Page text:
The Tomatometer rating – based on the published opinions of hundreds of film and television critics – is a trusted measurement of movie and TV programming quality for millions of moviegoers. It represents the percentage of professional critic reviews that are positive for a given film or television show.
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The Tomatometer is 60% or higher.
The Tomatometer is 59% or lower.
Movies and TV shows are Certified Fresh with a steady Tomatometer of 75% or higher after a set amount of reviews (80 for wide-release movies, 40 for limited-release movies, 20 for TV shows), including 5 reviews from Top Critics.
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Andrew Adamson's The Chronicles of Narnia: Prince Caspian is a much more elaborate, ambitious picture than the 2005 The Chronicles of Narnia: The Lion, the Witch and the Wardrobe, and it adds up to far less.
If you ever wondered what The Lord of the Rings would have been like had Disney made it on the cheap, tossing the cast of Hannah Montana into Middle Earth, here it is. Caspian is two hours and 20 minutes of 'Whatever'.
Another classic saga of deeds dastardly and swashes buckled, The Chronicles of Narnia: Prince Caspian doesn't quite equal the first film, but some may find this one a less-insistent piece of pure entertainment because it isn't so overtly Christian.
The struggles remain, but [director] Adamson has tweaked the plot, rejiggered the character dynamics and piled on the epic warfare. By the end I had overdosed on surly Peter, pouty Caspian and over-digitized shock-and-awe.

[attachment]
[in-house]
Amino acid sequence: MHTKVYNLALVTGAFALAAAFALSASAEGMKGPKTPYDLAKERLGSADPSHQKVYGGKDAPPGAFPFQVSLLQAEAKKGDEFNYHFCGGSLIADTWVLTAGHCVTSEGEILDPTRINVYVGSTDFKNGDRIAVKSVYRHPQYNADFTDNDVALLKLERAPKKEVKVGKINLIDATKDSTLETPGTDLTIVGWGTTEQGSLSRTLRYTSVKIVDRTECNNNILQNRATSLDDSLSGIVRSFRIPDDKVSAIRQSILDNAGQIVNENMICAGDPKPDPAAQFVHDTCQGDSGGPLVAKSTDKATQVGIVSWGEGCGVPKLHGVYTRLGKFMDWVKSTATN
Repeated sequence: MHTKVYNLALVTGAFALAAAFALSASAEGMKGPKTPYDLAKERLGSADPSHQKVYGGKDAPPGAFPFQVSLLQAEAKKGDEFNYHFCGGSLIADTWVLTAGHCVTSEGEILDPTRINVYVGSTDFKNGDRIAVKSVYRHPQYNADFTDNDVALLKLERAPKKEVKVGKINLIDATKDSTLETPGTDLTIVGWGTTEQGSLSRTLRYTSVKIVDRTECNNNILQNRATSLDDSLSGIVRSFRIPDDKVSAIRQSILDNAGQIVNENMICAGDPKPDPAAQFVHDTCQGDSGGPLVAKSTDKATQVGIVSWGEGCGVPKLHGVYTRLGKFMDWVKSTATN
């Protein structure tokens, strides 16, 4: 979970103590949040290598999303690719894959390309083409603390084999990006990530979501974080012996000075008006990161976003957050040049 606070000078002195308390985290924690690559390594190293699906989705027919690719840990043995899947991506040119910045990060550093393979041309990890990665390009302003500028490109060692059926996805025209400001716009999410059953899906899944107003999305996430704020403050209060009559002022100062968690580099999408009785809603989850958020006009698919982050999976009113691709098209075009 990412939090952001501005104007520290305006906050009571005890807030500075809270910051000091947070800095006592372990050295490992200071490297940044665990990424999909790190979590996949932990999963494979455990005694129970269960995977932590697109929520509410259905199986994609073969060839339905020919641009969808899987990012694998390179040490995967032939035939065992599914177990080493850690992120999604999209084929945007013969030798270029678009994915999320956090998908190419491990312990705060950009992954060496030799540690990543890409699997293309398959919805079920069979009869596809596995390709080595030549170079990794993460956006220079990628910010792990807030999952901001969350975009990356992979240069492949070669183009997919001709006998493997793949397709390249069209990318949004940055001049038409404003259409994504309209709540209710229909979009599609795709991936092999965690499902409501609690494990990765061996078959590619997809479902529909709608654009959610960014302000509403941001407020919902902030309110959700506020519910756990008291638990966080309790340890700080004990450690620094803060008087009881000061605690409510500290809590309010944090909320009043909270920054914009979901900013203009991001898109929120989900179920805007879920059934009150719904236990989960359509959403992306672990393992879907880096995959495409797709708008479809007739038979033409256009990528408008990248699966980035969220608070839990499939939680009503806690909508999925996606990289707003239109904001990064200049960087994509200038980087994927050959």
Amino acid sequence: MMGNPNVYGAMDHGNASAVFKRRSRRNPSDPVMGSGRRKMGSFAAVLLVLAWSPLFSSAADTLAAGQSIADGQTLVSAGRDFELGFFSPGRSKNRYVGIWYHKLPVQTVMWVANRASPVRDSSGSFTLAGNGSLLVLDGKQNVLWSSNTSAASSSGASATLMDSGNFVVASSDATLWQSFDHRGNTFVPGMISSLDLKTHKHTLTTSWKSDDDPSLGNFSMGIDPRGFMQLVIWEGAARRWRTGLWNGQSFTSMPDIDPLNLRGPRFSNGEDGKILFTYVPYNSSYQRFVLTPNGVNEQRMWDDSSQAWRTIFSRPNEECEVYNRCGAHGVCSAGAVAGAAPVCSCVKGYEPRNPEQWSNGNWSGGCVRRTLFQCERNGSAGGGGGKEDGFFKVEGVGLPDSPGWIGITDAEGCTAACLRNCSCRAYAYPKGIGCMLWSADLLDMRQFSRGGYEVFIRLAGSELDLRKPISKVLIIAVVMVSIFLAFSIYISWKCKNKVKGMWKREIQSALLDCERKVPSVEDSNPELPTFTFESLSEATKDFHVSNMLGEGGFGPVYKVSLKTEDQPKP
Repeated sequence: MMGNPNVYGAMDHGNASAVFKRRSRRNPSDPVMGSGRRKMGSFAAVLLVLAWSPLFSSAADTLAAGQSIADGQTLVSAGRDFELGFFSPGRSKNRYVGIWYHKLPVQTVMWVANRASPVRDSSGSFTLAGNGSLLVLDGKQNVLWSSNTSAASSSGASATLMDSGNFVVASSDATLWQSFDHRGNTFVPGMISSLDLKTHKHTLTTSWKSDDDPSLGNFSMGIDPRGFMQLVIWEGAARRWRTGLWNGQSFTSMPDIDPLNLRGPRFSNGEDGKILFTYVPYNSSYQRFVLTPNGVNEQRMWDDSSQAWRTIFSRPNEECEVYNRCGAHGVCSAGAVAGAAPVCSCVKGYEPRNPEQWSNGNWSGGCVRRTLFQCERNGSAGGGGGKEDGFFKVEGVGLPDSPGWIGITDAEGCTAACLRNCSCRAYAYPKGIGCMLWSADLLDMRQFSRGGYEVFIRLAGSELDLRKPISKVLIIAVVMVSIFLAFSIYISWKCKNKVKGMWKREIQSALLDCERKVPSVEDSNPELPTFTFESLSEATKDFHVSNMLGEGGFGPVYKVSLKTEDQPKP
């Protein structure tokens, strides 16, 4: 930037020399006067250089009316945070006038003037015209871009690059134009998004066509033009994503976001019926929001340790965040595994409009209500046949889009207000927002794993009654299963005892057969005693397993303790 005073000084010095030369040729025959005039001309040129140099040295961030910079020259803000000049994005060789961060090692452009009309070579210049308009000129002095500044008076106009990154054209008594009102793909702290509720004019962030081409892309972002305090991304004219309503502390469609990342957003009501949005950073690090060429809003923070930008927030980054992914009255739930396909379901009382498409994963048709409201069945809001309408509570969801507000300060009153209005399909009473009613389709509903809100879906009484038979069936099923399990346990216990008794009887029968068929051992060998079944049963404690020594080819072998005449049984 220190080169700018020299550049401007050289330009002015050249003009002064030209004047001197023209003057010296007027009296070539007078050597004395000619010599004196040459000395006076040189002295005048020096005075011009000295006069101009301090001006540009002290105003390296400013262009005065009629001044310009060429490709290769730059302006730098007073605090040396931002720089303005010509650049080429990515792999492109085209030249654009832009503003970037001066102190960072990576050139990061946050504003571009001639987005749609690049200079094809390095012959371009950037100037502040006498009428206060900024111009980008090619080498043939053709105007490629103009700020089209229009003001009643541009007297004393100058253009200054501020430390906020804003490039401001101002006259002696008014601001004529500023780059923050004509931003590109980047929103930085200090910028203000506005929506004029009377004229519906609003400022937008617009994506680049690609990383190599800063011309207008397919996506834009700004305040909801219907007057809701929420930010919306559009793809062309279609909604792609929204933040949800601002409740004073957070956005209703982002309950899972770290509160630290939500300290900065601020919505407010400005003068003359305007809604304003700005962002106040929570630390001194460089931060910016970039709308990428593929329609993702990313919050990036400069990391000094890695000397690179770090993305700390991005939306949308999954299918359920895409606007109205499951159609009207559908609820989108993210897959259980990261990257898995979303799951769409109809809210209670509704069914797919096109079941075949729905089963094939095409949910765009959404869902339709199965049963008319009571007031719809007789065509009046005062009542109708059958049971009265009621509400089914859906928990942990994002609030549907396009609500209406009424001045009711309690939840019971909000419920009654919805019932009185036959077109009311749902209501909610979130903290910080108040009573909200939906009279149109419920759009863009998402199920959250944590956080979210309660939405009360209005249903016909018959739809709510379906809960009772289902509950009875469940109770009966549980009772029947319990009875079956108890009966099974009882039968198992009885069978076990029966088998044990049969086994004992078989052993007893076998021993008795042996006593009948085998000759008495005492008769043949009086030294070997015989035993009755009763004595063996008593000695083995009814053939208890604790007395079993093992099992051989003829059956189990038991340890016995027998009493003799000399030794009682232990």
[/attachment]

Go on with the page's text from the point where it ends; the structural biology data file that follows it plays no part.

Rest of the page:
Something human is missing here, amidst all the centaurs and talking bears and mobile trees. It's the art of storytelling, which knows when to allow characters time for heartfelt interaction, when to build suspense, when to mount a climax.
A muscular fantasy epic that marks a filmmaking improvement if not a leap in dramatic inspiration over 2005's The Lion, the Witch, and the Wardrobe, Caspian reveals this series as conceived ever more clearly as a junior-league Lord of the Rings.
Prince Caspian, like its predecessor, delivers sweeping, swashbuckling action in a handsome production, albeit one that leaves viewers feeling quite pummeled by the end of its nearly 2 1/2 -hour running time.
I realize the first film (The Lion, the Witch and the Wardrobe) made almost $745 million worldwide. Well, some things make tremendous profits simply by showing up and getting the trains to run on time.
While not as strong in terms of plotting or character development, Prince Caspian is nevertheless a better cinematic experience than its predecessor, if only because it feels more confident and polished.